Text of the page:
[systemd-devel] Swap gets activated twice (through fstab and gpt generators)

Chris Murphy lists at colorremedies.com
Tue Jan 27 16:47:07 PST 2015


On Tue, Jan 27, 2015 at 5:28 PM, "J├│hann B. Gu├░mundsson"
<johannbg at gmail.com> wrote:
>
> On 01/28/2015 12:24 AM, Lennart Poettering wrote:
>>
>> On Tue, 27.01.15 17:17, Chris Murphy (lists at colorremedies.com) wrote:
>>
>>>> > >The problem is simply that we cannot know in advance that /dev/sda7
>>>> > >and /dev/disk/by-uuid/c0e7978b-f82b-4b7f-b72b-6717f6909abc will
>>>> > >eventually refer to the same device.
>>>
>>> >
>>> >Are these just scary looking warnings?
>>
>> It should be unproblematic, but it looks scary right now. The swapon
>> will only succeed once, and fail the second time, and that doesn't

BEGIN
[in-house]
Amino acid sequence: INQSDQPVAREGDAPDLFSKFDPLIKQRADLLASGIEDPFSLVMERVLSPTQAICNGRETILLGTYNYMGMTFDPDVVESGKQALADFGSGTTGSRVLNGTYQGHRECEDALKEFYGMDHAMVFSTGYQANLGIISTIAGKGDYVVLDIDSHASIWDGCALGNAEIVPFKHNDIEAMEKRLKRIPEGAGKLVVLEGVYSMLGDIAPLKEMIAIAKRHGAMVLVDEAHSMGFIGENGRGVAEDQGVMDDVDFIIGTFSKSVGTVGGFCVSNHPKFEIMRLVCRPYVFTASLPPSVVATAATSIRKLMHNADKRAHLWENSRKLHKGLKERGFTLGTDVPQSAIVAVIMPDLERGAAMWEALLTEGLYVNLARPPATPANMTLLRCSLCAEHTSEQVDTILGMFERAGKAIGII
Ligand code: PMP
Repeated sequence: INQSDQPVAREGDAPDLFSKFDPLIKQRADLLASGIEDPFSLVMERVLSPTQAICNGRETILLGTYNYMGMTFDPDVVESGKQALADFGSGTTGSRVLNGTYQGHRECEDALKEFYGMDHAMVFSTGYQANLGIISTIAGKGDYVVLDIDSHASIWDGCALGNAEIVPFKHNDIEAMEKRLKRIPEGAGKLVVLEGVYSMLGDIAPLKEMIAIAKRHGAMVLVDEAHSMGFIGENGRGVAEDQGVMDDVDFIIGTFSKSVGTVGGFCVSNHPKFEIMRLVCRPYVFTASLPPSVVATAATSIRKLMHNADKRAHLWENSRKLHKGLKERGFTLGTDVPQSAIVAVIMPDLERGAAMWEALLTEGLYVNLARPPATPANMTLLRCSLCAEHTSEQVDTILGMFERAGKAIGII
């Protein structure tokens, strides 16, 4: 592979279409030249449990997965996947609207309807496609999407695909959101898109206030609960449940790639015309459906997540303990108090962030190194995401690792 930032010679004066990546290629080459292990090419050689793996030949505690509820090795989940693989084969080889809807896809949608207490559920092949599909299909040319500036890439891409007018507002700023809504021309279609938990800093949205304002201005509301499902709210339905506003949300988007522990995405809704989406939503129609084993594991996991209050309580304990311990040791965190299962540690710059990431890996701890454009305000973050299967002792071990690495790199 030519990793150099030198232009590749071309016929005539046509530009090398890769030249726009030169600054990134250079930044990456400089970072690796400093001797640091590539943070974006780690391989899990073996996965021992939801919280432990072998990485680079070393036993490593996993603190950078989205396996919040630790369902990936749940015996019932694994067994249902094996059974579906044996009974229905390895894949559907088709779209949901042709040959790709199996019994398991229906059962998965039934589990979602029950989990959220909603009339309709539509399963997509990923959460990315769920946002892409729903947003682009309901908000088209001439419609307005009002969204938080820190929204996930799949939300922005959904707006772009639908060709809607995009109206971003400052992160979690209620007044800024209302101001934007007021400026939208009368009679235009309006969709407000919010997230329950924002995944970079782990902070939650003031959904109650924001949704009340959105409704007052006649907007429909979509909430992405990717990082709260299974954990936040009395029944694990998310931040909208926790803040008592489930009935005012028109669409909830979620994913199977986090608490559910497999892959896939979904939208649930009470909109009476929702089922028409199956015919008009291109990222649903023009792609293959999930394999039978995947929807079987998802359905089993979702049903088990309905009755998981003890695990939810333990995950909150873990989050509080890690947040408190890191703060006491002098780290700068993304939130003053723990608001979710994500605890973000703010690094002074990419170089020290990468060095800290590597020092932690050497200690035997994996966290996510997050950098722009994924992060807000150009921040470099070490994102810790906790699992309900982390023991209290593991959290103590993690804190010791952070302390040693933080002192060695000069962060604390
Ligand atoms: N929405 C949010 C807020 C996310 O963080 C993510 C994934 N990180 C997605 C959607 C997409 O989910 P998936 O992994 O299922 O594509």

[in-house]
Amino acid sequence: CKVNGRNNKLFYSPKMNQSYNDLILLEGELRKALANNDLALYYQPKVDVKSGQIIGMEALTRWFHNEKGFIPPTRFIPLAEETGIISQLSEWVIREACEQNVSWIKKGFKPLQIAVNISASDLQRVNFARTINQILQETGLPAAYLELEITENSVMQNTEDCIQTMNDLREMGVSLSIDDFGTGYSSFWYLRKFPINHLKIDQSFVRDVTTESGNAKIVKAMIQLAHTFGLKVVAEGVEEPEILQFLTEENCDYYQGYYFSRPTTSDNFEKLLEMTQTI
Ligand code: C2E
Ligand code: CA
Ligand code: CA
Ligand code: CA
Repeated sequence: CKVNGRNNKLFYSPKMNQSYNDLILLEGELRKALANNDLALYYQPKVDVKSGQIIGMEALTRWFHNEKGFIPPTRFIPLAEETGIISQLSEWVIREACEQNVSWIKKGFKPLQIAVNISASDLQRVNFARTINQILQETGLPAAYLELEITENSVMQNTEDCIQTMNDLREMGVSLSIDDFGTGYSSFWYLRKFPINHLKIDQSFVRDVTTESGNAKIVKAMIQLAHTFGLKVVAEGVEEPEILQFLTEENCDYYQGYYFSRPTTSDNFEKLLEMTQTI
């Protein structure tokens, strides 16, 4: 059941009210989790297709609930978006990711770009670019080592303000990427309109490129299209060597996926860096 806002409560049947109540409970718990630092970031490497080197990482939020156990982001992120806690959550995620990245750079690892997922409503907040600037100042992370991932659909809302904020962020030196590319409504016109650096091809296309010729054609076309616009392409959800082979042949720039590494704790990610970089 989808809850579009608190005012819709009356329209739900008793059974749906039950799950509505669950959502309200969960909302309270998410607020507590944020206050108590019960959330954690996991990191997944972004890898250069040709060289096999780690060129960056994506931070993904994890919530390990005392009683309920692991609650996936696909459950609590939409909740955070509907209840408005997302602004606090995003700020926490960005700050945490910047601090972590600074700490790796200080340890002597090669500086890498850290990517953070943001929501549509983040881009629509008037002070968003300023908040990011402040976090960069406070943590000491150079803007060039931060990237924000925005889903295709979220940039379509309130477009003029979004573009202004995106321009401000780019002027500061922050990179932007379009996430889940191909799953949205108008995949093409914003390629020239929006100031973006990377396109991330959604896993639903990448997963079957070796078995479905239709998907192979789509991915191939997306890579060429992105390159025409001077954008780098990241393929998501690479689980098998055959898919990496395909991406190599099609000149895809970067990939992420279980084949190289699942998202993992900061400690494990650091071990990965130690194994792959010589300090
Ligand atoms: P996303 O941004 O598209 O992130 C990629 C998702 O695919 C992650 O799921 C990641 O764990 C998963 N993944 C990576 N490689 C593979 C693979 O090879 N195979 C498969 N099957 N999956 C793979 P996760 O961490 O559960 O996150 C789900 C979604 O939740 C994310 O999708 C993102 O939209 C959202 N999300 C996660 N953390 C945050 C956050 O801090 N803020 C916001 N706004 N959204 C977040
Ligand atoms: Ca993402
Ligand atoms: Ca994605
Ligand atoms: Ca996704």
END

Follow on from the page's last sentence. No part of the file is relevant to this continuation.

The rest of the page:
>> look pretty, but the kernel should do the right thing and not get
>> confused by this.
>
>
> I can confirm it does and I simply remove the swap entry in fstab to make it
> go away when I encountered it.
>
> That said are there any real practical benefits of using swap et al in
> today's age or are people just still creating it out of habit?

For those who have hibernation working, it's needed. And there's a
case for it on baremetal servers, it's sometimes better that they slow
down instead of totally face planting. And it can be useful if you
don't have enough memory to do a full fsck on a large file system,
especially if swap is on an SSD it's not as slow as on a HDD. But
otherwise, maybe not.

Over on that other OS that begins with W, it looks like they aren't
using swap directly. Instead there's a separate Intel Rapid Start
specific partition (it has it's own GPT partition type GUID) that puts
some kind of hibernation like file there on normal shutdown. Cold boot
times are insanely fast, like 3-4 seconds from pushing the button.

-- 
Chris Murphy


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